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Is Mobile Broadband a Luxury Or a Human Right?

Soulskill posted about 2 years ago | from the thou-shalt-not-be-stuck-with-dial-up dept.

Wireless Networking 332

concealment sends this quote from an article at CNN: "Moderating a discussion on the future of broadband, Mashable editor-in-chief Lance Ulanoff tossed a provocative question to the audience: 'By quick show of hands, how many out there think that broadband is a luxury?' Next question: 'How many out there think it is a human right?' That option easily carried the audience vote. Broadband access is too important to society to be relegated to a small, privileged portion of the world population, Hans Vestberg, president and CEO of Ericsson, said during the discussion. Dr. Hamadoun Touré, secretary-general of the International Telecommunication Union, echoed Vestberg's remarks. 'We need to make sure all the world's inhabitants are connected to the goodies of the online world, which means better health care, better education, more sustainable economic and social development,' Touré said."

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A Luxury (5, Insightful)

siphonophore (158996) | about 2 years ago | (#41611733)

One must be careful about diluting the word "right." Leave it at 3, and protect them fiercely.

Re:A Luxury (0)

Anonymous Coward | about 2 years ago | (#41611857)

A Luxury ... One must be careful about diluting the word "right."

Yes, one must be careful, but I would still say that internet access is a right or is quickly moving toward becoming one

When living your life often requires internet access, then it becomes a right. If everyone had provided the non-internet equivalent of the daily services, then maybe it would be a luxury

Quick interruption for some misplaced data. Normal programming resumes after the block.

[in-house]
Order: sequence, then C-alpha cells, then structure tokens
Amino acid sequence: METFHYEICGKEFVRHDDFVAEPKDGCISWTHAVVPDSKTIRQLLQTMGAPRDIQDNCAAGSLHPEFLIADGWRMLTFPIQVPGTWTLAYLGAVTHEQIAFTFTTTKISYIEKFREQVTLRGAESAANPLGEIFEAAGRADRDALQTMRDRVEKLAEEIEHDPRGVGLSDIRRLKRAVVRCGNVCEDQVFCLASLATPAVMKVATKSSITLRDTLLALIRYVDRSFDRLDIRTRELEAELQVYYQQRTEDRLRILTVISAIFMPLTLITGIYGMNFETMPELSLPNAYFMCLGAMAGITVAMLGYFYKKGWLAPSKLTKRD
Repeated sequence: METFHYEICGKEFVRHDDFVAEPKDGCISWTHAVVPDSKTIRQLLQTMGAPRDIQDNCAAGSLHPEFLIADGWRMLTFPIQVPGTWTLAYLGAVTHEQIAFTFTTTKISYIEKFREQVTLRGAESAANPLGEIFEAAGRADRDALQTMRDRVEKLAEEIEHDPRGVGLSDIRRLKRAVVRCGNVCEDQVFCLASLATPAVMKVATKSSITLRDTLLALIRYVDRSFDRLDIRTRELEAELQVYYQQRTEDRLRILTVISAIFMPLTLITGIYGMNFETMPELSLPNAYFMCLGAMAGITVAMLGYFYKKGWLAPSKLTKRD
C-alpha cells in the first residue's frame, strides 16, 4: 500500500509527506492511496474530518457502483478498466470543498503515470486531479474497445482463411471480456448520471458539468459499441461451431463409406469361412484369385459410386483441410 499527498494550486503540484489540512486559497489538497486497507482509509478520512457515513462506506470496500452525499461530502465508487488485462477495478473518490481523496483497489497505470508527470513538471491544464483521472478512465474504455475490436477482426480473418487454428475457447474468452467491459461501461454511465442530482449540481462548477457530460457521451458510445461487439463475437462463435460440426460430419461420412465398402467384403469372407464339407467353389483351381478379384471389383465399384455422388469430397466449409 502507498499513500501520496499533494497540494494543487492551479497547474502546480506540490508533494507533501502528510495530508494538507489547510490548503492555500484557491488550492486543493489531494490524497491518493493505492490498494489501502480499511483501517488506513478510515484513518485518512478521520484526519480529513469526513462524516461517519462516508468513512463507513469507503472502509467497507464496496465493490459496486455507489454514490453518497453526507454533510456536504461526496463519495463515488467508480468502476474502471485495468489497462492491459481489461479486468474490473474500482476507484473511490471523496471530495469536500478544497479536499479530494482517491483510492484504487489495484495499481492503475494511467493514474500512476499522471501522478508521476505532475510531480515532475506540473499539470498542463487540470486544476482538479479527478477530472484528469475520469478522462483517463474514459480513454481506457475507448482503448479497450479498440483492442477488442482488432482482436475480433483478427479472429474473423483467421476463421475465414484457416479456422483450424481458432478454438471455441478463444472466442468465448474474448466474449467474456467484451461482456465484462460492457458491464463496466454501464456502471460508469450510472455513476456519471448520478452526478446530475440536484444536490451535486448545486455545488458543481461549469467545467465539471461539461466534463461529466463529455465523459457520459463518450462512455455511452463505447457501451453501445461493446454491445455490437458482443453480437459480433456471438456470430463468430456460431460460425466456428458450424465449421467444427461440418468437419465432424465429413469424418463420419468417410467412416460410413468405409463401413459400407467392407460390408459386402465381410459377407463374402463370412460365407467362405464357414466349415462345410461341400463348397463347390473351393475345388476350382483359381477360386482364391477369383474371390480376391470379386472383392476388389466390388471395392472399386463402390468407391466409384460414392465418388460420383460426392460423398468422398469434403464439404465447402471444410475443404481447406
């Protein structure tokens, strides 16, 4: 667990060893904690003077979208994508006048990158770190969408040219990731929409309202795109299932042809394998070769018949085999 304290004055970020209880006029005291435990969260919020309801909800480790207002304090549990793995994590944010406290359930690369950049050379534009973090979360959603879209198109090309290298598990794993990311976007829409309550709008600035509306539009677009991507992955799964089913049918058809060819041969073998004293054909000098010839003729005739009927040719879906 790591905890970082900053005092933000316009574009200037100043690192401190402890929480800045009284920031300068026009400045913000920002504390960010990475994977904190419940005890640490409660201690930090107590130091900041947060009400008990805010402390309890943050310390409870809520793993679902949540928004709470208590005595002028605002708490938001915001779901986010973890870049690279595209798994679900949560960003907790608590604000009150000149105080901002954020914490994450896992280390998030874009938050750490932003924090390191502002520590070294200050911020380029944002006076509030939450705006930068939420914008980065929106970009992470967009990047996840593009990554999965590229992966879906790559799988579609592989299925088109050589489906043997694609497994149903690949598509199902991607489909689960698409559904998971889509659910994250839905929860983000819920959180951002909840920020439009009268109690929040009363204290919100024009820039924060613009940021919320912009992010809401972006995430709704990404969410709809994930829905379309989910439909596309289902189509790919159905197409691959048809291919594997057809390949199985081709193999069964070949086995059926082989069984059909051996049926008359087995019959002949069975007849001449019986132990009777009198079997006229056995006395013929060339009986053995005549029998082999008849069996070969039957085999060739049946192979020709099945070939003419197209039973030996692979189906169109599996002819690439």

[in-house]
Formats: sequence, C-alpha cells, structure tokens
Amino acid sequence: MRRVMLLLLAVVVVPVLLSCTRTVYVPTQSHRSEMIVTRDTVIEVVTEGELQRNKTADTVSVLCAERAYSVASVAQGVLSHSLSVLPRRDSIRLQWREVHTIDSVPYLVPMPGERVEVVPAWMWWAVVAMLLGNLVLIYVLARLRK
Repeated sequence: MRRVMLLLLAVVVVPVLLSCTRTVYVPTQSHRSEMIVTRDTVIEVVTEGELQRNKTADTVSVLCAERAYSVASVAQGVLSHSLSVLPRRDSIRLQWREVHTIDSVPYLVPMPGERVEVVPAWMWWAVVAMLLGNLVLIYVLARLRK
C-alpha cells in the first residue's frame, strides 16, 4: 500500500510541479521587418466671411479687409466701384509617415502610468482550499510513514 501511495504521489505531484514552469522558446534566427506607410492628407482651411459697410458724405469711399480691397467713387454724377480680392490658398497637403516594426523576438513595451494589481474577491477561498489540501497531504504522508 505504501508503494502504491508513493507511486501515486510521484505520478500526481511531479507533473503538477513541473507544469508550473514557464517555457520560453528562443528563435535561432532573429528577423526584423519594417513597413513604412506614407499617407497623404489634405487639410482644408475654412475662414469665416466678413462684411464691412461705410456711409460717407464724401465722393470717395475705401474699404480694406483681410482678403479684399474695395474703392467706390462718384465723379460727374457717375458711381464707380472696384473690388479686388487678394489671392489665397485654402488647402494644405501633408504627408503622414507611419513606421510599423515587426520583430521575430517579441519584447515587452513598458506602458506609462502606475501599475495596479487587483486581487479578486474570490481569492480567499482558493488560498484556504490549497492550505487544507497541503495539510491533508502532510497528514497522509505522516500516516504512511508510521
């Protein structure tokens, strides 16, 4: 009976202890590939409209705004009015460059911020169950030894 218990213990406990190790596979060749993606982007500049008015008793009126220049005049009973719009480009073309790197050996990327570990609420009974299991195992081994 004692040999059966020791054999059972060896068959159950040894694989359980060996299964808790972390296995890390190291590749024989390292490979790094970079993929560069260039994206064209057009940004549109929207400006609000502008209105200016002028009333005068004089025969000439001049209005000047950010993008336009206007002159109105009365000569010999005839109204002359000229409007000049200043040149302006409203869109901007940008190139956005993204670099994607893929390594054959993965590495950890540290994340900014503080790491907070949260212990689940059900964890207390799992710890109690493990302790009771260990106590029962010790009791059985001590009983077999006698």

Example: Many providers (online vendors, credit cards, etc) try to hide a phone-based or even human-based customer support. Email forms are your only way

Example: Rent a video from the vending machine. Want a receipt? Well, you can enter an email

The number of examples where email/broadband availability is ASSUMED will increase in the future, because it is cheaper to remove human cost from the equation. Thus, the non-internet minority will become marginalized to an increasingly greater degree.

Re:A Luxury (0)

Anonymous Coward | about 2 years ago | (#41611943)

spoilt brat springs to mind here! Food is not a human right yet without it you will die?

Re:A Luxury (0)

Kaz Kylheku (1484) | about 2 years ago | (#41611997)

Not being marginalized is not a human right.

Re:A Luxury (3, Insightful)

Kaz Kylheku (1484) | about 2 years ago | (#41612089)

Here is a good way to express it. People have a right not to be ACTIVELY marginalized (i.e. singled out in some way and oppressed). People do not have a right not to be PASSIVELY marginalized (living in some disadvantaged way due to their own inability or inaction).

Leftist "rights" advocates are not able to see the difference.

Re:A Luxury (2)

Maxx169 (920414) | about 2 years ago | (#41612173)

Yeah, but just because you've given them cute names doesn't mean that it's easy to distinguish between the two polar extremes in all but the most trivial of cases. You'll tend to find that most 'marginalized' people are there because of both active and passive factors to lesser and greater degrees. Those to the left perhaps draw the line in a slightly different place to where you'd personally place it.

Re:A Luxury (0)

Anonymous Coward | about 2 years ago | (#41612183)

But not all passive marginalization results from inability or inaction on the part of the marginalized.

Re:A Luxury (1)

scot4875 (542869) | about 2 years ago | (#41612229)